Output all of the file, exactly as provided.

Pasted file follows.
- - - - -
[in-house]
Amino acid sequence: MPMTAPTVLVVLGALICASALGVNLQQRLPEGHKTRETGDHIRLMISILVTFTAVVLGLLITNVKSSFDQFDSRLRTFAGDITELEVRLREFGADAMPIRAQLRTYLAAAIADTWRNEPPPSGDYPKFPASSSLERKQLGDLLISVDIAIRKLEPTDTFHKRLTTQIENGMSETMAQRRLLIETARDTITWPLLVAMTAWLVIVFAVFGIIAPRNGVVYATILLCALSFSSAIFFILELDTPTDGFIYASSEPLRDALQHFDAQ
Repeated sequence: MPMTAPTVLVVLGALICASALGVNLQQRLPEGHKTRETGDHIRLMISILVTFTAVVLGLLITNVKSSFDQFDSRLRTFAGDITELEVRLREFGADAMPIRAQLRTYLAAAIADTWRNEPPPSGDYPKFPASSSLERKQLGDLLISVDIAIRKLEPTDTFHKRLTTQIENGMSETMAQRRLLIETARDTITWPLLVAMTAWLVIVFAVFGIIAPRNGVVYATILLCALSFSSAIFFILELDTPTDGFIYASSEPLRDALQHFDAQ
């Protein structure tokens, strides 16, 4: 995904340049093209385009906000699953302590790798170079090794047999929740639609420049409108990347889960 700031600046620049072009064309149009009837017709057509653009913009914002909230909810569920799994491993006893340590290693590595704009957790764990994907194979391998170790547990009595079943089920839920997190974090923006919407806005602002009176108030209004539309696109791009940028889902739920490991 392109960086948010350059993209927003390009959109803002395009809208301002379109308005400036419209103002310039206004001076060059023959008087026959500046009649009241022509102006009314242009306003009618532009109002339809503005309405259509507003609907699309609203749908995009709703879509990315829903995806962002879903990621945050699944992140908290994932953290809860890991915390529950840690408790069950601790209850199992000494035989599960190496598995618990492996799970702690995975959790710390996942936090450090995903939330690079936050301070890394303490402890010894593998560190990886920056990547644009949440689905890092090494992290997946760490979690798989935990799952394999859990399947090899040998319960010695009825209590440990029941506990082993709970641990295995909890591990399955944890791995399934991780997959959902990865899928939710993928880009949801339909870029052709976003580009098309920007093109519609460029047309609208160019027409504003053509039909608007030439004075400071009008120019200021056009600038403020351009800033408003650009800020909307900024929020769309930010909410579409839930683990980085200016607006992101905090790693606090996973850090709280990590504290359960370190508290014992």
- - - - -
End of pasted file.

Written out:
[in-house]
Amino acid sequence: MPMTAPTVLVVLGALICASALGVNLQQRLPEGHKTRETGDHIRLMISILVTFTAVVLGLLITNVKSSFDQFDSRLRTFAGDITELEVRLREFGADAMPIRAQLRTYLAAAIADTWRNEPPPSGDYPKFPASSSLERKQLGDLLISVDIAIRKLEPTDTFHKRLTTQIENGMSETMAQRRLLIETARDTITWPLLVAMTAWLVIVFAVFGIIAPRNGVVYATILLCALSFSSAIFFILELDTPTDGFIYASSEPLRDALQHFDAQ
Repeated sequence: MPMTAPTVLVVLGALICASALGVNLQQRLPEGHKTRETGDHIRLMISILVTFTAVVLGLLITNVKSSFDQFDSRLRTFAGDITELEVRLREFGADAMPIRAQLRTYLAAAIADTWRNEPPPSGDYPKFPASSSLERKQLGDLLISVDIAIRKLEPTDTFHKRLTTQIENGMSETMAQRRLLIETARDTITWPLLVAMTAWLVIVFAVFGIIAPRNGVVYATILLCALSFSSAIFFILELDTPTDGFIYASSEPLRDALQHFDAQ
């Protein structure tokens, strides 16, 4: 995904340049093209385009906000699953302590790798170079090794047999929740639609420049409108990347889960 700031600046620049072009064309149009009837017709057509653009913009914002909230909810569920799994491993006893340590290693590595704009957790764990994907194979391998170790547990009595079943089920839920997190974090923006919407806005602002009176108030209004539309696109791009940028889902739920490991 392109960086948010350059993209927003390009959109803002395009809208301002379109308005400036419209103002310039206004001076060059023959008087026959500046009649009241022509102006009314242009306003009618532009109002339809503005309405259509507003609907699309609203749908995009709703879509990315829903995806962002879903990621945050699944992140908290994932953290809860890991915390529950840690408790069950601790209850199992000494035989599960190496598995618990492996799970702690995975959790710390996942936090450090995903939330690079936050301070890394303490402890010894593998560190990886920056990547644009949440689905890092090494992290997946760490979690798989935990799952394999859990399947090899040998319960010695009825209590440990029941506990082993709970641990295995909890591990399955944890791995399934991780997959959902990865899928939710993928880009949801339909870029052709976003580009098309920007093109519609460029047309609208160019027409504003053509039909608007030439004075400071009008120019200021056009600038403020351009800033408003650009800020909307900024929020769309930010909410579409839930683990980085200016607006992101905090790693606090996973850090709280990590504290359960370190508290014992």